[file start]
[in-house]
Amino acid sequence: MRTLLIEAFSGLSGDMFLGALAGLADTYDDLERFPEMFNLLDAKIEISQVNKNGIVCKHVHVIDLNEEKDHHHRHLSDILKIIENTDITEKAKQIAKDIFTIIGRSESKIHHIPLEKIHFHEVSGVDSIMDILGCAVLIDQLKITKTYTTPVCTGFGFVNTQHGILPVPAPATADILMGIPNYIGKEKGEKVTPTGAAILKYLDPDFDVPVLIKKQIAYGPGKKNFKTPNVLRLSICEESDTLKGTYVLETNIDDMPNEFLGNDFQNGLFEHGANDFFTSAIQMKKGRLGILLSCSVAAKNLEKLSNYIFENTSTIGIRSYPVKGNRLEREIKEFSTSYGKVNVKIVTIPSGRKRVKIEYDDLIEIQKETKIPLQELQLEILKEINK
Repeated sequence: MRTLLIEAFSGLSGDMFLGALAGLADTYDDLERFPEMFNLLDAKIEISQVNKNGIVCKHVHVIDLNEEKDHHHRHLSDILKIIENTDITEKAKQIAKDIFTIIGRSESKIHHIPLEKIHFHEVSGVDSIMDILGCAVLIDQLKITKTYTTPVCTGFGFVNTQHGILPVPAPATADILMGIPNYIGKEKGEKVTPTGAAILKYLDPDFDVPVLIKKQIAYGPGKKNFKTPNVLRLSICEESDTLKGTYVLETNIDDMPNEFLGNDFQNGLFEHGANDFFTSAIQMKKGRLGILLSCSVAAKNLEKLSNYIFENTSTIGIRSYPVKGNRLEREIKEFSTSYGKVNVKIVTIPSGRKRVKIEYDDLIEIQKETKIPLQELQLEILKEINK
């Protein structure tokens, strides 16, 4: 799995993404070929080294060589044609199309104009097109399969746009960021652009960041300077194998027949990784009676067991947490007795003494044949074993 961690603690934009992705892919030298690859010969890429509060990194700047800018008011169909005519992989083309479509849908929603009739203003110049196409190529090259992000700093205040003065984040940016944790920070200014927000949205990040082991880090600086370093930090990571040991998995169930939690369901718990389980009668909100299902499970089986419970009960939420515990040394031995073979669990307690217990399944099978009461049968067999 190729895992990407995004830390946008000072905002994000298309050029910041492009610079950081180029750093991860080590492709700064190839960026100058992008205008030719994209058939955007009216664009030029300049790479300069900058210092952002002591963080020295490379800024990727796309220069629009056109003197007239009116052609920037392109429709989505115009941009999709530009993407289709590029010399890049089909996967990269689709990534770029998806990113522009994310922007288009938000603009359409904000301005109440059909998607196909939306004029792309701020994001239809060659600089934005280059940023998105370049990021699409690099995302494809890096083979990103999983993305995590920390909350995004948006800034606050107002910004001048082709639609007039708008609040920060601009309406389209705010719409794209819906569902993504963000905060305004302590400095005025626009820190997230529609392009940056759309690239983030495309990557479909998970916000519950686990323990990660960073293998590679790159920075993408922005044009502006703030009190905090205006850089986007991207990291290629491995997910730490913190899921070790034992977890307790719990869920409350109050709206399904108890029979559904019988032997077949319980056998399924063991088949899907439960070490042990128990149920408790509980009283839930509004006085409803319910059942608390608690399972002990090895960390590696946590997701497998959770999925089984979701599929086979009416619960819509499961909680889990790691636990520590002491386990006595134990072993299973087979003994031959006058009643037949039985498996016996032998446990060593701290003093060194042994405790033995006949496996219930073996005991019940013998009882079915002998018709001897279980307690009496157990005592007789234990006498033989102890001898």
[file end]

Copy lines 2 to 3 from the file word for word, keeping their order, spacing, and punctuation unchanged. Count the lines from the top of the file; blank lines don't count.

Amino acid sequence: MRTLLIEAFSGLSGDMFLGALAGLADTYDDLERFPEMFNLLDAKIEISQVNKNGIVCKHVHVIDLNEEKDHHHRHLSDILKIIENTDITEKAKQIAKDIFTIIGRSESKIHHIPLEKIHFHEVSGVDSIMDILGCAVLIDQLKITKTYTTPVCTGFGFVNTQHGILPVPAPATADILMGIPNYIGKEKGEKVTPTGAAILKYLDPDFDVPVLIKKQIAYGPGKKNFKTPNVLRLSICEESDTLKGTYVLETNIDDMPNEFLGNDFQNGLFEHGANDFFTSAIQMKKGRLGILLSCSVAAKNLEKLSNYIFENTSTIGIRSYPVKGNRLEREIKEFSTSYGKVNVKIVTIPSGRKRVKIEYDDLIEIQKETKIPLQELQLEILKEINK
Repeated sequence: MRTLLIEAFSGLSGDMFLGALAGLADTYDDLERFPEMFNLLDAKIEISQVNKNGIVCKHVHVIDLNEEKDHHHRHLSDILKIIENTDITEKAKQIAKDIFTIIGRSESKIHHIPLEKIHFHEVSGVDSIMDILGCAVLIDQLKITKTYTTPVCTGFGFVNTQHGILPVPAPATADILMGIPNYIGKEKGEKVTPTGAAILKYLDPDFDVPVLIKKQIAYGPGKKNFKTPNVLRLSICEESDTLKGTYVLETNIDDMPNEFLGNDFQNGLFEHGANDFFTSAIQMKKGRLGILLSCSVAAKNLEKLSNYIFENTSTIGIRSYPVKGNRLEREIKEFSTSYGKVNVKIVTIPSGRKRVKIEYDDLIEIQKETKIPLQELQLEILKEINK